Falling energy costs were the main reason consumer prices fell on an annual basis, by 0.2 percent, in the eurozone last month for the first time since the 2009 financial crisis. (Excluding energy prices, the eurozone's inflation rate was 0.6 percent in December.) With the zone tipping into deflation, the European Central Bank is under increased pressure to introduce a program of buying government bonds at its January meeting.
Ukraine's annual inflation rate has soared to 24.9 percent, the state statistics agency reported. This is partly because of a steep rise in household gas prices after the government withdrew domestic subsidies.
JPMorgan Chase should break itself into at least two and maybe four parts, according to a report from Goldman Sachs, because its constituent businesses are worth more individually in light of new banking regulations. Goldman's note recommended America's biggest bank could be split into a commercial bank and an investment bank, or could trade as four units.
More concerns were raised about the security of bitcoin after Bitstamp, one of the largest exchanges for the digital currency, said hackers stole 19,000 bitcoins from its systems. It warned customers not to make transfers through their old bitcoin accounts. Bitstamp keeps only a small fraction of its bitcoin reserves online (most are held in offline computer systems), but the theft rekindled memories of the much larger cyberattack on Mount Gox last February.
In Britain, Tesco, the world's third biggest supermarket chain, said it would close 43 stores, postpone opening new ones, move to smaller headquarters and scrap its shareholder dividend this year to cut costs. Like other established supermarkets in Britain, Tesco is being squeezed by supercheap rivals like Aldi and Lidl.
Dilma Rousseff began her second term as Brazil's president by promising to revive the economy and root out corruption in Petrobras, the giant state-controlled oil company. The economy barely grew in 2014 and is likely to be further depressed in the short term by spending cuts to narrow the budget deficit and increases in interest rates to tame inflation.
The retrial of José Efraín Ríos Montt, Guatemala's dictator in 1982-83, on charges of genocide was suspended. The ailing 88-year-old appeared briefly on a trolley but proceedings stopped when the court accepted the defense's claim that one judge was not impartial. Ríos Montt was convicted in 2013 of responsibility for the murders of 1,771 Maya Ixils, an indigenous group thought by his regime to be supporters of a leftist insurgency. But this was overturned on a technicality.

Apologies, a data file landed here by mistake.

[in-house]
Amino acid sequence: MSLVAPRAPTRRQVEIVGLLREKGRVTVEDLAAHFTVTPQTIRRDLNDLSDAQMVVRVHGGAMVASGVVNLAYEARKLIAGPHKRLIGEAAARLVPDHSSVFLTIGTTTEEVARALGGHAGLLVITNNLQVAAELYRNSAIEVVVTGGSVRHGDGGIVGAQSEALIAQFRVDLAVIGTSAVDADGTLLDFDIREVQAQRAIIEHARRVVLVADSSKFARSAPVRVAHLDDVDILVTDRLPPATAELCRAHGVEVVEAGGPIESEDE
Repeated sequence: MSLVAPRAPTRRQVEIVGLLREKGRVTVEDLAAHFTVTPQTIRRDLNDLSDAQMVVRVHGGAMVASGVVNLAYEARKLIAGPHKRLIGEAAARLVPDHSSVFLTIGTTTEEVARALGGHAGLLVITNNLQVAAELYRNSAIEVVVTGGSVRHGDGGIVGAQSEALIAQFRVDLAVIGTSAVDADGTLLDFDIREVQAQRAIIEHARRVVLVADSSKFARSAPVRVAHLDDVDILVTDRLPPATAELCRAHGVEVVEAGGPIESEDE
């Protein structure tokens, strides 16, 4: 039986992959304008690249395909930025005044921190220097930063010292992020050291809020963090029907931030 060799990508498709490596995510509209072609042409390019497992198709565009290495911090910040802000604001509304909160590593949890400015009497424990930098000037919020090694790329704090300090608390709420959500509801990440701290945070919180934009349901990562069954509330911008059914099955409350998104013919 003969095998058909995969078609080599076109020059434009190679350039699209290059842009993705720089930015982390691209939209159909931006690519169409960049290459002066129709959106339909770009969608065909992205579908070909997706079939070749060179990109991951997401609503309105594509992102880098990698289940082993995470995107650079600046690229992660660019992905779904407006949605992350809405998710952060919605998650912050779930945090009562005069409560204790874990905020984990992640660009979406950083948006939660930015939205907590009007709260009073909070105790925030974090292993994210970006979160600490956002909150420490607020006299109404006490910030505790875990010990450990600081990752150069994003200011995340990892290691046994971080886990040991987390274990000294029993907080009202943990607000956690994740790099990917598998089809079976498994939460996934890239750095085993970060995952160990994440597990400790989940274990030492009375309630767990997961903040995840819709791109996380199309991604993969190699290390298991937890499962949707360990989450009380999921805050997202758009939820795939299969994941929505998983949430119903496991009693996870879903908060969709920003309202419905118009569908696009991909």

South Korea's defense ministry formally declared its northern neighbor a nuclear-weapons state. It believes North Korea has the technical ability to mount a warhead on a long-range ballistic missile capable of threatening the American mainland.
Millions of coal miners in India went on strike briefly in protest at plans to open up the industry. This came days after the government of Narendra Modi approved a law allowing coal mines to be auctioned off.
Prodemocracy legislators in Hong Kong walked out at the start of a debate on political reform in the territory. They were angered by the government's refusal to amend plans for candidates for the post of chief executive to be limited to those approved by a committee stacked with supporters of the Communist Party.
The civil war in Libya took a turn for the worse. Jets from the authorities based in the eastern city of Tobruk bombed a steelworks in Misrata and a Greek oil tanker (killing two crew members) in the port of Derna, where militants have pledged allegiance to the jihadists of Islamic State in Iraq and the Levant.
The Palestinian Authority applied to join the International Criminal Court (ICC), after the U.N. Security Council voted down an Arab-sponsored resolution giving Israel two years to cease West Bank and Gaza occupation. The U.N. accepted the Palestinians' application, but America said it was counterproductive.
Prosecutors in Kenya ordered an investigation into the death of a witness in the ICC trial of Vice President William Ruto, who is accused of fomenting postelection killings in 2007. The court dropped charges against President Uhuru Kenyatta last month because of the government's lack of cooperation.